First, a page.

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Native or Hybrid app: What do you need to solve your business challenges?

smartym profile image Sergey V. ・5 min read

Today the majority of companies are increasingly using digital products to address industry-specific challenges, for instance, to boost sales, automate reporting, enhance customer loyalty, or improve document management. However, before creating a mobile solution, you should decide what to make: a native or a hybrid one.

Having been providing application development services for about 10 years, we’ve decided to compare these two options to help you understand what will be the best one for your project. Let’s get started!

What is a native app?

A native mobile application is a smartphone program, which is coded in a specific programming language like Java and Kotlin for Android or Swift and Objective-C for iOS. Native means that there is only one code base for one operating system (OS). So, the same app (design, functionality) available on iOS and Android has two different codebases for each platform.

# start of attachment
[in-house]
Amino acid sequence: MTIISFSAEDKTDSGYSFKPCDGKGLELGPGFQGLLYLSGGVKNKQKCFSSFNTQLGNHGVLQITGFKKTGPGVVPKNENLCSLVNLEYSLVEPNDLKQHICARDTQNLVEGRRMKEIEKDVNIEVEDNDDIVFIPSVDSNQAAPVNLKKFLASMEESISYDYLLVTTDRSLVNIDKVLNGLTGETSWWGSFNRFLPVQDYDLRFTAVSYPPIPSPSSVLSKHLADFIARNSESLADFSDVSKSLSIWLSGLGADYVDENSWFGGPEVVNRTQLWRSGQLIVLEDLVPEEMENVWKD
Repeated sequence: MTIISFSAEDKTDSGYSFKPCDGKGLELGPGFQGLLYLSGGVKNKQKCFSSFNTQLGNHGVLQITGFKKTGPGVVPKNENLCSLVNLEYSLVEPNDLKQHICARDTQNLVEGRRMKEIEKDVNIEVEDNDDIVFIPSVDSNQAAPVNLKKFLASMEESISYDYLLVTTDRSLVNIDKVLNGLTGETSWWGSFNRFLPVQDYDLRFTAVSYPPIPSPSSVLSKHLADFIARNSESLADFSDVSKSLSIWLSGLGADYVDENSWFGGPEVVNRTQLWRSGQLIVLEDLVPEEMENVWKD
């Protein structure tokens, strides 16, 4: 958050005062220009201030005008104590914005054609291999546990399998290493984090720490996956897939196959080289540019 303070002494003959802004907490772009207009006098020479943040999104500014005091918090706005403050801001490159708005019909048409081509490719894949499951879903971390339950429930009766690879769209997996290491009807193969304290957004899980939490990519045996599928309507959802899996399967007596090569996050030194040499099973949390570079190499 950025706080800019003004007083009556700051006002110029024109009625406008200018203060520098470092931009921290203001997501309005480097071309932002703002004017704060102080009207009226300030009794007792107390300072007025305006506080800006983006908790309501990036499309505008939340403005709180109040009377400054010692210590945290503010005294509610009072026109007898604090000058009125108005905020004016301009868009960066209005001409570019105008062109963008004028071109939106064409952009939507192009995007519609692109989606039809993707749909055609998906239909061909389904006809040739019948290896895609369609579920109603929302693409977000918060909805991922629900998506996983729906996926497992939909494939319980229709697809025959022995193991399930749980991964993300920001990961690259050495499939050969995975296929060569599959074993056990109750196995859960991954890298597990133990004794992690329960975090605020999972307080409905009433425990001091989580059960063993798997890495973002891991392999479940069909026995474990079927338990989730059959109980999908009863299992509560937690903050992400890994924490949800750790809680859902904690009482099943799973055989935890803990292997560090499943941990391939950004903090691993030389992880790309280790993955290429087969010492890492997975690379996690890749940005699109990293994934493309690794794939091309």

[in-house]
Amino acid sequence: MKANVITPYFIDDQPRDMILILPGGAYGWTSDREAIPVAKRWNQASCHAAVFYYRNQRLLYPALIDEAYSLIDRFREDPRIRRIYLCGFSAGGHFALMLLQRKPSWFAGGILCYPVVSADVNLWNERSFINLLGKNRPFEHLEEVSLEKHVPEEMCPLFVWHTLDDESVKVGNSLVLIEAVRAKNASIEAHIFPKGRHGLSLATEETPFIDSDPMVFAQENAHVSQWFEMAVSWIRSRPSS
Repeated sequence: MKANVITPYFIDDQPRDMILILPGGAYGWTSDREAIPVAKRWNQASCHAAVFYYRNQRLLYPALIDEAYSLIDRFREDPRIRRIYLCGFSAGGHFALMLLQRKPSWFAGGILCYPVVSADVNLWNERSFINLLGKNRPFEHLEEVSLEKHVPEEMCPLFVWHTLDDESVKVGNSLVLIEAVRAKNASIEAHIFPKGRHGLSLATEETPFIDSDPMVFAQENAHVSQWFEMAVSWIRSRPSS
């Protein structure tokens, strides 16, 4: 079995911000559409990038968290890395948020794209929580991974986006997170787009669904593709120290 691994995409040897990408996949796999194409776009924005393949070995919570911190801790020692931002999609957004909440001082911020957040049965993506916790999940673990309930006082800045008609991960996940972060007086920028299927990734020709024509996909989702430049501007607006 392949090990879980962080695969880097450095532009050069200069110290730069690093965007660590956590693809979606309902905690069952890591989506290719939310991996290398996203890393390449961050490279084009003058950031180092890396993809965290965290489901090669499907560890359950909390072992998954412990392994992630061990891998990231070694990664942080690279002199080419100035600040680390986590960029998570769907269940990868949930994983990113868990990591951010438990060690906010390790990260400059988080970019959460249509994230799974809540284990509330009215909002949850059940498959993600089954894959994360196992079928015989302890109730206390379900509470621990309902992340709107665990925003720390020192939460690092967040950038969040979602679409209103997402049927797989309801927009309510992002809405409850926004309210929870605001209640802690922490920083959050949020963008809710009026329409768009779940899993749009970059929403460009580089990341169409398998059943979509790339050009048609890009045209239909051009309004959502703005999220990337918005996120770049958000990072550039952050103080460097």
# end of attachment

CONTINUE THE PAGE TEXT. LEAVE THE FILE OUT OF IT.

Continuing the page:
This type of digital solution offers a higher level of performance and reliability. Installed directly from stores (Google Play, App Store), native apps generally have access to the camera, a list of contacts, microphone, GPS, and other things on your device. Furthermore, some of them successfully work offline allowing people to use them without an Internet connection.

What is a hybrid application?

A hybrid app is a software program that uses elements of both website and native application. It looks almost like a native solution that runs in a web view. Developed using HTML5, CSS, and Javascript programming languages, hybrid apps can also access the device’s embedded features such as camera, microphone, GPS, and others. However, they require the deployment of various plugins.

What should you choose: Native or hybrid apps?

Native and hybrid applications have either advantages or disadvantages. To make the right choice, you should know them to see what you actually need to resolve business-specific challenges. Therefore, you should determine the goals and requirements of your future product. So, let’s take a look at the pros and cons of native and hybrid app development.

Comparing native and hybrid applications

* Codebase

The most important characteristic of a native mobile application is that it has different codebases for each platform. Generally, there are two of them—iOS and Android, the most popular operating systems.

Created using HTML, CSS, and JavaScript (like websites, hybrid solutions enable developers to write a single codebase. On top of that, the app can be run on all devices regardless of OS.

Native: a separate codebase for each OS
Hybrid: a single codebase

* Mobile application development cost and time